Discussing the relative merits of the secularism movement, Elias Muhanna
contends that the imprecise and insufficiently nuanced language used by activists will not succeed in changing Lebanon’s confessional system any time soon. “The current initiative behind the Lebanese Laique Pride march on Sunday seems destined to suffer the same fate as its predecessors: a brief, hopeful moment of energy and goodwill, followed by a quiet death on the op-ed pages of a handful of Lebanese newspapers,” he says.
Sudan: Election Results Delayed
April 22nd, 2010 by Josh
Although last week’s poll results were originally schedule to be revealed today, Sudan’s National Election Commission announced
a delay until next week due to counting and logistical difficulties. Gregg Carlstrom addresses
the news over at the Majlis, and Sean Brooks relays some interesting commentary from local voices at Save Darfur.
For those seeking a more thorough assessment of Sudan’s ongoing electoral battle and the political issues at stake, check out Brooks’ just-released piece for the Progressive Policy Institute’s April 2010 Policy Memo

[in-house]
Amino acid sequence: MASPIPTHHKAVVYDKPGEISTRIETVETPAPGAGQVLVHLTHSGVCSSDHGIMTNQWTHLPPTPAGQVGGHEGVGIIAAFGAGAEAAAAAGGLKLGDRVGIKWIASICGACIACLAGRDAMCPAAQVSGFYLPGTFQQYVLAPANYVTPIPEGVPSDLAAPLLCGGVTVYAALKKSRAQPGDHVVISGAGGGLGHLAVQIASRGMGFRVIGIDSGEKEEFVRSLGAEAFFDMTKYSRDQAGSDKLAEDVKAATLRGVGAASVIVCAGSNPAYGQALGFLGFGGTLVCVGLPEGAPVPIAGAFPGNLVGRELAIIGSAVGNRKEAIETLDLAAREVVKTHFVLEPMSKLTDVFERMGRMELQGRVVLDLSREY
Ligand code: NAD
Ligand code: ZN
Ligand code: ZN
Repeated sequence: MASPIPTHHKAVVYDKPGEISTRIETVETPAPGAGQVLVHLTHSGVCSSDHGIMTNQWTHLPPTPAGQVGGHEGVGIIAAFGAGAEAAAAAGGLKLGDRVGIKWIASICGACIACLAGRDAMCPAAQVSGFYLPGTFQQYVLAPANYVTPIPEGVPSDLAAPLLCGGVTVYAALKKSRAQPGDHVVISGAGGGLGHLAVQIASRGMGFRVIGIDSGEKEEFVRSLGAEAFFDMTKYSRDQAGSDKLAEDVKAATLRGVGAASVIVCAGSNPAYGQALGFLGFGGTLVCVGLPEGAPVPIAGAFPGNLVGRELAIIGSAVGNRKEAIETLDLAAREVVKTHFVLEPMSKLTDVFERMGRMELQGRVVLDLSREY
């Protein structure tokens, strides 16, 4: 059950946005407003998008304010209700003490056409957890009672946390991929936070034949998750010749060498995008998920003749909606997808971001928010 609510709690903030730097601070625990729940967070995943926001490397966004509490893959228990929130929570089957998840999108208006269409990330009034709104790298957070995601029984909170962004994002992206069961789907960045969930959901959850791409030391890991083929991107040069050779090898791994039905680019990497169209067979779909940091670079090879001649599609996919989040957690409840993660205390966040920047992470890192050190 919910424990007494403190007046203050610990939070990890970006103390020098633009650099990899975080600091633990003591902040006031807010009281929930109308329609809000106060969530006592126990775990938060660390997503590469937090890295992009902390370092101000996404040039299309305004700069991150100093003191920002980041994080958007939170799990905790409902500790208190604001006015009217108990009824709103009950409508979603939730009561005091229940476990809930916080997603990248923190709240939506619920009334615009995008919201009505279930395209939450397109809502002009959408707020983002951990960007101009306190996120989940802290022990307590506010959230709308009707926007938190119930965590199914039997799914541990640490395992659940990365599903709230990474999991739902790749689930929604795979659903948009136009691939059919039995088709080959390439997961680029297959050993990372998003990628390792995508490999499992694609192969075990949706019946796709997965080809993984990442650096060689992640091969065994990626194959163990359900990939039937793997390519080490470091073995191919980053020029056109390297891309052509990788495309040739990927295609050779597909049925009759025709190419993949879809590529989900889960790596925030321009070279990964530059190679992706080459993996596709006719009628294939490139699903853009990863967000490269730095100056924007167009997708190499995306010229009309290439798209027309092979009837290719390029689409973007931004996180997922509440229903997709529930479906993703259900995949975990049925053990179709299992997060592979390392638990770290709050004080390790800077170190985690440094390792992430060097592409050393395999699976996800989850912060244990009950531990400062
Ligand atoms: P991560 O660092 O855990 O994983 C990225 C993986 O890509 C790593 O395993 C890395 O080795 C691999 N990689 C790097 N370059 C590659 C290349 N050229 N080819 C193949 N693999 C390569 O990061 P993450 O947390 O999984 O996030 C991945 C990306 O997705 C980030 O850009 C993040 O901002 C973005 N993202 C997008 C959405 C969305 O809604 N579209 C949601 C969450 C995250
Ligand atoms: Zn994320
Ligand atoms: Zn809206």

Egypt: ElBaradei Remains the Center of Attention
April 22nd, 2010 by Chanan
As Mohamed ElBaradei, the former IAEA director and current Egyptian presidential prospect, gears up for his much anticipated trip to the United States next week, Egyptians of all stripes are watching eagerly and waiting for the political implications of each movement. Will he travel to Washington DC? Will he meet with policy makers? Will he make public statements about political reform or will he concentrate on nuclear policy? Also, will he visit with the expatriate Egyptian community?